The reason is simple: reforms imply adjustments, and, along with proportional apportion of seats, are more attuned to the Italian tribal orientation that continues at least since the founding of Rome.
The Parliament represents the people, but routinely it becomes self-referential and almost strives to turn into a self-perpetuating entity: once in, many assume that that is their place, a kind of manifest destiny.
Being a Member of the Parliament implies a term that lasts less than the office of the President, but is "renewable"- we do not have a limit on the number of terms (also if any "new kid on the block" political party/movement routinely promises something akin to the latter days of the USSR "Desiat Kruy" (probably spelled in a different way- the idea of introducing term limits not just for politician, but any office holder- maybe even bureaucrats, to avoid them turning office into a personal fiefdom).
Being elected as a representative of the people, as I often remind my Italian contacts when they complain about the Members of the Parliament, means being selected between citizens: hence, if the citizens have no sense of commons, cannot expect anything different from those that they elect.
In the past, both in Turin (to support start-ups and others) and in Rome (on those projects I referred to in the first section) I was involved as a returning Italian from abroad, to the tune of "torinesità" (being born in Turin) and "italianità" (being born in Italy).
I was then to discover how those inside instead, unfortunately, treated local or national administration as "our thing", a family or tribal affair.
I will skip repeating what I wrote in the past about the need to create real civil servants, at least a bit less tribalized.
Instead, I will switch now to why I think that a direct presidential election and dropping the "semestre bianco" would be a mistake.
A constitution by the elites for the people yet still unfulfilled
I know that it is not just in Italy that people complain about "the deep state"- but, frankly I beg to differ.
If our politicians look at best to the next term, we need somebody looking longer term, ensuring that those offices will still be there after the next election, as, notably in Italy, way too many behave as if it were feasible a "apr`s moi, le d´luge", Louis XV docet.
Example: do you remember when President Trump, in his "Sturm und Drang" early phase, sent a fleet toward North Korea?
Well, not so fast- it made a detour elsewhere, so that some steam was released instead of bombs.
A direct election, for either the Parliament or the office of President, implies that, in a democracy, anybody can be a candidate.
And anybody can be elected (with some limitations- in some countries more than others).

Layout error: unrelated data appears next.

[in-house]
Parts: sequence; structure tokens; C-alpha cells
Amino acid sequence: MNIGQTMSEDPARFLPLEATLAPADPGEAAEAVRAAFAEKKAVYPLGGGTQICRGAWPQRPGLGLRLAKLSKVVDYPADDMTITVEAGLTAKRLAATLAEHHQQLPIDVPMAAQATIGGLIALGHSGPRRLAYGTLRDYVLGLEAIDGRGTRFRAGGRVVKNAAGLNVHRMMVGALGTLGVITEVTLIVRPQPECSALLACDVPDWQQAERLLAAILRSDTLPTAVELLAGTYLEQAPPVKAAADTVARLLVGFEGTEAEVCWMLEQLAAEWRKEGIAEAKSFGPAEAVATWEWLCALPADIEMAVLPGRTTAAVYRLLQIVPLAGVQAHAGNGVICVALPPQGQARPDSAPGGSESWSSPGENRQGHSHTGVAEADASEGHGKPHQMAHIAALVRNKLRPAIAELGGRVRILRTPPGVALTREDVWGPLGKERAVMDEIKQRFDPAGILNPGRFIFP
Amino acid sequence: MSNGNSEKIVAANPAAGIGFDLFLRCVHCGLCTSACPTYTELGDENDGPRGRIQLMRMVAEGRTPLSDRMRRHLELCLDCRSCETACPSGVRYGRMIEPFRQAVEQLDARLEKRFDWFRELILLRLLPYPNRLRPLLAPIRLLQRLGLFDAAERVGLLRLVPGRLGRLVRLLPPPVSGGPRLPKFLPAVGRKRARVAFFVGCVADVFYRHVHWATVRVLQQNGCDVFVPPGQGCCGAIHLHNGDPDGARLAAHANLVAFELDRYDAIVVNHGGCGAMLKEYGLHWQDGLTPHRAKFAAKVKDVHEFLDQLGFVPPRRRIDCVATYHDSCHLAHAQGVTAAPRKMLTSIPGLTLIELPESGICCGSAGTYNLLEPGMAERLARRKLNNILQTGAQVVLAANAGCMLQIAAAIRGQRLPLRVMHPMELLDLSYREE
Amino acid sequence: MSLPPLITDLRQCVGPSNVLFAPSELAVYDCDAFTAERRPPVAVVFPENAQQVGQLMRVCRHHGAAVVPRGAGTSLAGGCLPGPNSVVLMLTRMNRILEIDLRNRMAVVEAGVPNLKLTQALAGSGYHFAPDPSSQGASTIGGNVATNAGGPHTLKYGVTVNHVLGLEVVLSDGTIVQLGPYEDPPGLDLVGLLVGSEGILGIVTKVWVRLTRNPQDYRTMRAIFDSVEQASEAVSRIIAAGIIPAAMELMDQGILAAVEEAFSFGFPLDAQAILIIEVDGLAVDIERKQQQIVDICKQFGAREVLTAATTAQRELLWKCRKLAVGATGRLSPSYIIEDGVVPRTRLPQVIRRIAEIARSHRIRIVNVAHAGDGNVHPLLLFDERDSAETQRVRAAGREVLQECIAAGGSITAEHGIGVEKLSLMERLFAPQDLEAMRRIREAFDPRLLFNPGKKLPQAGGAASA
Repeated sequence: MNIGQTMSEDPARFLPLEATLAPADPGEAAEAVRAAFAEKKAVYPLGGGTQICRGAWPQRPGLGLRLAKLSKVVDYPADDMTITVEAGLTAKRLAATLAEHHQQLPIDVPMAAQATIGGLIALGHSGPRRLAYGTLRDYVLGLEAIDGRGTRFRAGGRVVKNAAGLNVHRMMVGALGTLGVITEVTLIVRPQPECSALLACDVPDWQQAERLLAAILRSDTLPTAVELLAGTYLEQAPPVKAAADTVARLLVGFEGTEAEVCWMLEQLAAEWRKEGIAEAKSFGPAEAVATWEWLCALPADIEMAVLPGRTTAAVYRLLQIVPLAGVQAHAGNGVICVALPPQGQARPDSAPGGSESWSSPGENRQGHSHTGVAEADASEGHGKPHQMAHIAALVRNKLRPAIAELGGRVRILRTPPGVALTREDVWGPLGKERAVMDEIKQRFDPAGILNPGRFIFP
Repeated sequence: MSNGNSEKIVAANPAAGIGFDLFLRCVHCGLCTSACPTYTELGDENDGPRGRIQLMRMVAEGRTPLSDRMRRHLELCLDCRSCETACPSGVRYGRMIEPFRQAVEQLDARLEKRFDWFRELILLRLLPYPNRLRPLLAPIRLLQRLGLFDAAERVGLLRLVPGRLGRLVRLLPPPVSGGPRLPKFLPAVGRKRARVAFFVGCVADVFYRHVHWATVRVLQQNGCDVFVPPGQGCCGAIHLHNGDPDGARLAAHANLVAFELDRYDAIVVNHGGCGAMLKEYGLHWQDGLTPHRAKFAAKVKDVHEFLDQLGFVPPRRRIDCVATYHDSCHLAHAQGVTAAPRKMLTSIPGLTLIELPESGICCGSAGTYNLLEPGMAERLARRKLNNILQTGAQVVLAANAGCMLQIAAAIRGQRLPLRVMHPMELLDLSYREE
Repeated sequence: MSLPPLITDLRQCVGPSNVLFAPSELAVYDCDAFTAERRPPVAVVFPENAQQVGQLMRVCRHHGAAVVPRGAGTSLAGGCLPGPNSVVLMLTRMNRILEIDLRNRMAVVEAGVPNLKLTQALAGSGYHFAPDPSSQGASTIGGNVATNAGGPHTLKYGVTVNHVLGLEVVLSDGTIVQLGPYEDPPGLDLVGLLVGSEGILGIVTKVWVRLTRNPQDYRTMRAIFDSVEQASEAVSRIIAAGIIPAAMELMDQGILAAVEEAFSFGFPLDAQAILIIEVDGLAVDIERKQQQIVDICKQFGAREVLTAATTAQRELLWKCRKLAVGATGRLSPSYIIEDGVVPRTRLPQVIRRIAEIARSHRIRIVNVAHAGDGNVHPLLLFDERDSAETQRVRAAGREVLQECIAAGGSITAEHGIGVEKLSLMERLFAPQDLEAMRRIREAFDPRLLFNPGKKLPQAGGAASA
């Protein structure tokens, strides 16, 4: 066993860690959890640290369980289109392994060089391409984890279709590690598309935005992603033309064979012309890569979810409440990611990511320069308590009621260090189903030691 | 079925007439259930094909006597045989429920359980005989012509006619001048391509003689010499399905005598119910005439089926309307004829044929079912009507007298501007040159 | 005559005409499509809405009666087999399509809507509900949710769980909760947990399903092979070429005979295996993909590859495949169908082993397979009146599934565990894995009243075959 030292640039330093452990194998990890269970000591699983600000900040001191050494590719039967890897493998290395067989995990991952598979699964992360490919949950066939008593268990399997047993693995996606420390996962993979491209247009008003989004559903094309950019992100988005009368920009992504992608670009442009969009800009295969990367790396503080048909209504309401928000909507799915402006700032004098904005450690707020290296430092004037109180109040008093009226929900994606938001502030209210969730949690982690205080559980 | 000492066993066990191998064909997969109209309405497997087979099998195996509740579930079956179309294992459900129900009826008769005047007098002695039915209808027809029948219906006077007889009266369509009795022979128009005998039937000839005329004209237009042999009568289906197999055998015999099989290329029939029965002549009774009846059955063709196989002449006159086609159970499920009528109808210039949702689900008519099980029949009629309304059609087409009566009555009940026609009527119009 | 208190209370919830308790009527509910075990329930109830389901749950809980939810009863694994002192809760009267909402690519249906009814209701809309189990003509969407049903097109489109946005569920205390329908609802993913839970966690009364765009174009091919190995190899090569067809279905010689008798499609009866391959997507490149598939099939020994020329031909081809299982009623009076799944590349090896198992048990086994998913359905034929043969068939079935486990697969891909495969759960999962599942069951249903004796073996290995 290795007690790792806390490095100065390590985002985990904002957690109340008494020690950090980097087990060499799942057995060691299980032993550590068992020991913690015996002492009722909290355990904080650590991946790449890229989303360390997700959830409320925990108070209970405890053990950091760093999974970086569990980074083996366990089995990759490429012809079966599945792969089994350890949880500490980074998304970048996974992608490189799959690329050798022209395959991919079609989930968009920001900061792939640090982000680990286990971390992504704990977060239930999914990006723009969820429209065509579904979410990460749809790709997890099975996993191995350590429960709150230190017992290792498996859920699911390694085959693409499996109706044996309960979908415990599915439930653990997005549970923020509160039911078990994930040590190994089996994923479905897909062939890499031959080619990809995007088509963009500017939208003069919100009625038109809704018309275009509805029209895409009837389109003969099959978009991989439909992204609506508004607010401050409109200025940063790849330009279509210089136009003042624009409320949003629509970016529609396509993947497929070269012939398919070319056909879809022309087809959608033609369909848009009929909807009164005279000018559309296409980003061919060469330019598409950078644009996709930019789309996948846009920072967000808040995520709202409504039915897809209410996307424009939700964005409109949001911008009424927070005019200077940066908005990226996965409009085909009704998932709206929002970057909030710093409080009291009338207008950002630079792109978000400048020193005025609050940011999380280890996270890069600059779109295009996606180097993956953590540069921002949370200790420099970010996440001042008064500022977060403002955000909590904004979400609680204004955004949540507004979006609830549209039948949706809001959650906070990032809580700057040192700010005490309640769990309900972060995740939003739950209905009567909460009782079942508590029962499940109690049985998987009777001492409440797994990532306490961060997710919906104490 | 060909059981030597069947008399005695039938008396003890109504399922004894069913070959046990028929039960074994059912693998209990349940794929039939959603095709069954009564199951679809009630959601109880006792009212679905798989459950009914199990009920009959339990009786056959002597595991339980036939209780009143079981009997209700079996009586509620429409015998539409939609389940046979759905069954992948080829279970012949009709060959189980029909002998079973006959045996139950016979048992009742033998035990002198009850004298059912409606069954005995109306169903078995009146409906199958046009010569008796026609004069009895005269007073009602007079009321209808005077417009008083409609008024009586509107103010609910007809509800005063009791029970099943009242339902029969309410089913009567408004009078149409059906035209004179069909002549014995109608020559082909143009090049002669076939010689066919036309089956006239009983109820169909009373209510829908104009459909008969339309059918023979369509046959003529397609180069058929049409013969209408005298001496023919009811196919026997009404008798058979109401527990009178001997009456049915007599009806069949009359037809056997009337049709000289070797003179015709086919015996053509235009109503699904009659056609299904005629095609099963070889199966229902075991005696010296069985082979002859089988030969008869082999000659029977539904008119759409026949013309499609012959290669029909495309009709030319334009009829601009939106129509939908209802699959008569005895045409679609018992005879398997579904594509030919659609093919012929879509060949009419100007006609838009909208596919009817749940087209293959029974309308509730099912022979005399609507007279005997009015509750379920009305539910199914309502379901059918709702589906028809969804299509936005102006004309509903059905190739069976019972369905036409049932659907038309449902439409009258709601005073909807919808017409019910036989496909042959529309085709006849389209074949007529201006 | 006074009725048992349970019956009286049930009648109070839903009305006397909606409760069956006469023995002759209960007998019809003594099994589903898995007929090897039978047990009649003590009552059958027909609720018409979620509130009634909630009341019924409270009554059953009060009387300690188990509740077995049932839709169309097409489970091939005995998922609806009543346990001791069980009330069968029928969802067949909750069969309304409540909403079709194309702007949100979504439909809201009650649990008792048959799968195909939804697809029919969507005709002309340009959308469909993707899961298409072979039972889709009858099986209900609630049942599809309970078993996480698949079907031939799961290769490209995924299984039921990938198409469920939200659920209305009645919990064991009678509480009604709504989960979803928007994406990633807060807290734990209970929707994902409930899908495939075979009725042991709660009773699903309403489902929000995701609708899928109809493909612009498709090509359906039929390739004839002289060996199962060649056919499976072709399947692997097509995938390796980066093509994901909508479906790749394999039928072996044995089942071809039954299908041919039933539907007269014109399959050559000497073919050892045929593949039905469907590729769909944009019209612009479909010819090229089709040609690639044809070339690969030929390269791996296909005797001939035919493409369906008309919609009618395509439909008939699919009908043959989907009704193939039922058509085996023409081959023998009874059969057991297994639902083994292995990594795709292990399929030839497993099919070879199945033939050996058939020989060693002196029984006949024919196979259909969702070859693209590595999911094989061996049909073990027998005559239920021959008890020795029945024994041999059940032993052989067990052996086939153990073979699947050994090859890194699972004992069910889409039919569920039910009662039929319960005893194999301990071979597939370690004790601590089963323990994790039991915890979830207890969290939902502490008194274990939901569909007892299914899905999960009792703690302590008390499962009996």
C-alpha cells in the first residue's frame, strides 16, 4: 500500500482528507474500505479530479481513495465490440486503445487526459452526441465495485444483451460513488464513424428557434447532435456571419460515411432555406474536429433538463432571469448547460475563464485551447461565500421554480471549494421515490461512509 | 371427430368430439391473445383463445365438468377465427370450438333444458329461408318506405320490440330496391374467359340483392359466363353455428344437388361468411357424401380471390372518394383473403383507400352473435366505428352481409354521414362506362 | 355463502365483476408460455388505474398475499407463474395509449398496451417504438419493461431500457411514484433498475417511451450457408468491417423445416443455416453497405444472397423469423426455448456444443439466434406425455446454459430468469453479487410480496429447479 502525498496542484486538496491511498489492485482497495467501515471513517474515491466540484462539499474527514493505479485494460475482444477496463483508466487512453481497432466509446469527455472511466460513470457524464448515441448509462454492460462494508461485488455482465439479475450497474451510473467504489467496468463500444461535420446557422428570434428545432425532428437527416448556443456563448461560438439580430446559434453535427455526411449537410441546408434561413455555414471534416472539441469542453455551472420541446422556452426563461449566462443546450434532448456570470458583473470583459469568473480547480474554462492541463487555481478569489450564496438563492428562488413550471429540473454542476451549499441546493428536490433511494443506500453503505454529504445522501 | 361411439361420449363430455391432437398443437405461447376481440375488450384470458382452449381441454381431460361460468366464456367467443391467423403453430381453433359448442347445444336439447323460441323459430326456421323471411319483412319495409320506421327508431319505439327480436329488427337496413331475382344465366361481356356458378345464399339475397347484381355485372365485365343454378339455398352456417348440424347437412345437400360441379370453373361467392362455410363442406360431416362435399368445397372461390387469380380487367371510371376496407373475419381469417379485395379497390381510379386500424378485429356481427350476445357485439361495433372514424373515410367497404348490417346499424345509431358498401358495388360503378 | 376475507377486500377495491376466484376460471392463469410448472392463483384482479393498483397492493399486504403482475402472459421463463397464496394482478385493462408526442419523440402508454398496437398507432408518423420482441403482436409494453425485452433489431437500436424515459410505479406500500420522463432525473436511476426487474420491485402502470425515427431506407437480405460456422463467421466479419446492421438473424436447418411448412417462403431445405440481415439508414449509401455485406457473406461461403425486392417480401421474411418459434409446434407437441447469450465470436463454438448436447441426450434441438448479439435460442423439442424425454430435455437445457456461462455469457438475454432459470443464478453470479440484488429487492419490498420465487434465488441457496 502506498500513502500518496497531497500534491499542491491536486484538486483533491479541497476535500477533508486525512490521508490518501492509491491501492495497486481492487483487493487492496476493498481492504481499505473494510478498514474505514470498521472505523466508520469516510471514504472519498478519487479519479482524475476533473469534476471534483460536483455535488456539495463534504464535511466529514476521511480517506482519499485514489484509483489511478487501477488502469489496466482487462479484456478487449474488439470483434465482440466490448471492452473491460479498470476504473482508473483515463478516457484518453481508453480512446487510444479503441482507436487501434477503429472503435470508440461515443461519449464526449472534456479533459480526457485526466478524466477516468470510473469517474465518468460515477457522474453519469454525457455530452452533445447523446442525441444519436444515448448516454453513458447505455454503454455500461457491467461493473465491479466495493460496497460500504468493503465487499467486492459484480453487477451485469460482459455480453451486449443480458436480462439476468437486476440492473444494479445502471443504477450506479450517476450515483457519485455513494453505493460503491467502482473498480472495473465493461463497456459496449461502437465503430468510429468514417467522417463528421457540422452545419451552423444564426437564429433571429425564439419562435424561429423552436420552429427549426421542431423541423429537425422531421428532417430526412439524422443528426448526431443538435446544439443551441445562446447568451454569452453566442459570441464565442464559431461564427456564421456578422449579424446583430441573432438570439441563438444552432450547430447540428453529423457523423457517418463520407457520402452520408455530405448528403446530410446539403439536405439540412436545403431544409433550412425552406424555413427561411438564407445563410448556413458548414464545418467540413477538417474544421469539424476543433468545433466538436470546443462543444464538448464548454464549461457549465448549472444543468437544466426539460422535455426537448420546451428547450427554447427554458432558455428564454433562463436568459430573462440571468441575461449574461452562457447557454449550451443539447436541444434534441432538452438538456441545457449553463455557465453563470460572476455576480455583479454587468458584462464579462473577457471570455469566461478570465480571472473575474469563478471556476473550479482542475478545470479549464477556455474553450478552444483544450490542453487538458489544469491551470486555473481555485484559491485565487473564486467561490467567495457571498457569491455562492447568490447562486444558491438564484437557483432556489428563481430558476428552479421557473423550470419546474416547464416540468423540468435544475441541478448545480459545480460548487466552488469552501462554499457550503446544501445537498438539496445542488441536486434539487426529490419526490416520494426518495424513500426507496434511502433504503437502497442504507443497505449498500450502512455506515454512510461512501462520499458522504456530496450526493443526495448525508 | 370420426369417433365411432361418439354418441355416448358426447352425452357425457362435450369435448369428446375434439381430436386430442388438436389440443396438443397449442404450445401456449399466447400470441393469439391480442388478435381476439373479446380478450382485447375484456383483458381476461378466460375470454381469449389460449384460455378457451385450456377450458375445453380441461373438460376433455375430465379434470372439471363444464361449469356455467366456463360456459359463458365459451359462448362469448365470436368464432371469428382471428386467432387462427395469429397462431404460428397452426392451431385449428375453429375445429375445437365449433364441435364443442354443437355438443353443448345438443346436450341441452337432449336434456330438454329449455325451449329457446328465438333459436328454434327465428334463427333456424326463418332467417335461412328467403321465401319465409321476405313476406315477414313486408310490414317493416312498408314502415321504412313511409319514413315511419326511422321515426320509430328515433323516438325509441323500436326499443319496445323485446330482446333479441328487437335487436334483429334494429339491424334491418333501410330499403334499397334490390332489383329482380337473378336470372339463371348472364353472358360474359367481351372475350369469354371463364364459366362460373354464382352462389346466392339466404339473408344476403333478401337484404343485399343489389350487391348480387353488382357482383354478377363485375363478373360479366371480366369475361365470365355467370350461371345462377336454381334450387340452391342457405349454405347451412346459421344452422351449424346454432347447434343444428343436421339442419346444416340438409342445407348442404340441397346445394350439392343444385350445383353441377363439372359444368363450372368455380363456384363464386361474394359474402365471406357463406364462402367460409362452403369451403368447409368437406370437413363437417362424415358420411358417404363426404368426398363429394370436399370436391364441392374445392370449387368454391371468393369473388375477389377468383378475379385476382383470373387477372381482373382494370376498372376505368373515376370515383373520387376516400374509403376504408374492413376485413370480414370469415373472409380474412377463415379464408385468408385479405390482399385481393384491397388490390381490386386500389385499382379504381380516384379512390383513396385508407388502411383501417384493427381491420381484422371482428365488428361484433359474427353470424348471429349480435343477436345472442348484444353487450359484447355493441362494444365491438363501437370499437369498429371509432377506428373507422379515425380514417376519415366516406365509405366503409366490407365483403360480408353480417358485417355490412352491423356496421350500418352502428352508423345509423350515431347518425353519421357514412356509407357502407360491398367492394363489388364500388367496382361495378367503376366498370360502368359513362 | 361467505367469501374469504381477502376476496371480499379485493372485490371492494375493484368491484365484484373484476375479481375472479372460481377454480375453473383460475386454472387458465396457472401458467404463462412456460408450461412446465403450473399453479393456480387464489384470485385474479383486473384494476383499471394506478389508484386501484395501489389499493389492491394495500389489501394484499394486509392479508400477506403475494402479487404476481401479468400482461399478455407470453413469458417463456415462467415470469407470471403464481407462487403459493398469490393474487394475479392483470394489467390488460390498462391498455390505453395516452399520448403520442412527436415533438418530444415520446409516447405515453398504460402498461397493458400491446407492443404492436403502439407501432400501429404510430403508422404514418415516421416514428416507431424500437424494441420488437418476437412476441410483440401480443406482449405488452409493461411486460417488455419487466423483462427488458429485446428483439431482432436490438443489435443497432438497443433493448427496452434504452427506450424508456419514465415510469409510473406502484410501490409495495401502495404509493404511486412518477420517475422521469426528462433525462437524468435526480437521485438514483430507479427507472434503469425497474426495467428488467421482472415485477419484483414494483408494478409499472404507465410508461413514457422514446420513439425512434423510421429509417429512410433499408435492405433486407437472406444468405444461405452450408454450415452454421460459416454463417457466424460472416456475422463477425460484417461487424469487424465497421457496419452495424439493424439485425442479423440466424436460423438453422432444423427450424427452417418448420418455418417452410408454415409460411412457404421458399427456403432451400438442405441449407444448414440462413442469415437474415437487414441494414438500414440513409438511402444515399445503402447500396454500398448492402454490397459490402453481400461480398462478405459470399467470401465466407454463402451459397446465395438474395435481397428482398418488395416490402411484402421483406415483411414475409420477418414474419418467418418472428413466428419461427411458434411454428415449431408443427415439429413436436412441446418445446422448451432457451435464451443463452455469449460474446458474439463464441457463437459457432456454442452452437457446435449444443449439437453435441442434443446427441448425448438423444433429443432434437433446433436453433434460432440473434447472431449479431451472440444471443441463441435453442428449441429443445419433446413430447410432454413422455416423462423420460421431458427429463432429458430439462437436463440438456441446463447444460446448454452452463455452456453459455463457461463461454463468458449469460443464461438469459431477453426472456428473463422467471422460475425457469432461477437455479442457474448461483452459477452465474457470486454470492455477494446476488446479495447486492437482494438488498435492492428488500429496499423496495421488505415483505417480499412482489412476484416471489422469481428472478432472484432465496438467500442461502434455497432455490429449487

Now, if in Italy we had a bureaucracy that is not part of the "spoils system", a directly elected President could rely on a cadre of officials that, personal political choices aside, would look longer term, to the viability of the office after the current incumbent leaves.
With our current routine of lining up to the new master, we generate the routine of having newcomers surround themselves with those that they trust- who are generally utterly inadequate for the interaction with complex organizational structures focused on self-perpetuation, not product or service delivery.
Moreover, once a President is elected directly by citizens (and this does not happen even in the USA), it is normal to expand the powers of the office.
In Italy, with our "flexibility of the office" embedded within the Constitution, and our "tribal" reality where even high-ranking "Mandarins" are often associated with their sponsors, all the above would create a dangerous mixture that would be just few steps away from another Mussolini.
You cannot do structural reforms in a specific way only because you trust the current candidate or incumbent not to misuse lax rules or equally flexible "liquid" balances of power.
In a complex system the structure itself supports refraining from excesses, hence, reforms (which include steering toward a new course) can be implemented also from partial outsiders such as President Einaudi, more than high-level "cog-in-the-wheel" members of the structure.
Hence, also my adversity to the removal of the "semestre bianco"- that was not always an adversity cast in stone, but, as you can imagine, was reinforced by the observation that actually some of the presidents did a good use of those six months where, being disposed of the power to dissolve the Parliament, can actually talk straigth to the nation (and elected representatives), courtesy of more than six years in office that gave them a clear overview of what could be improved.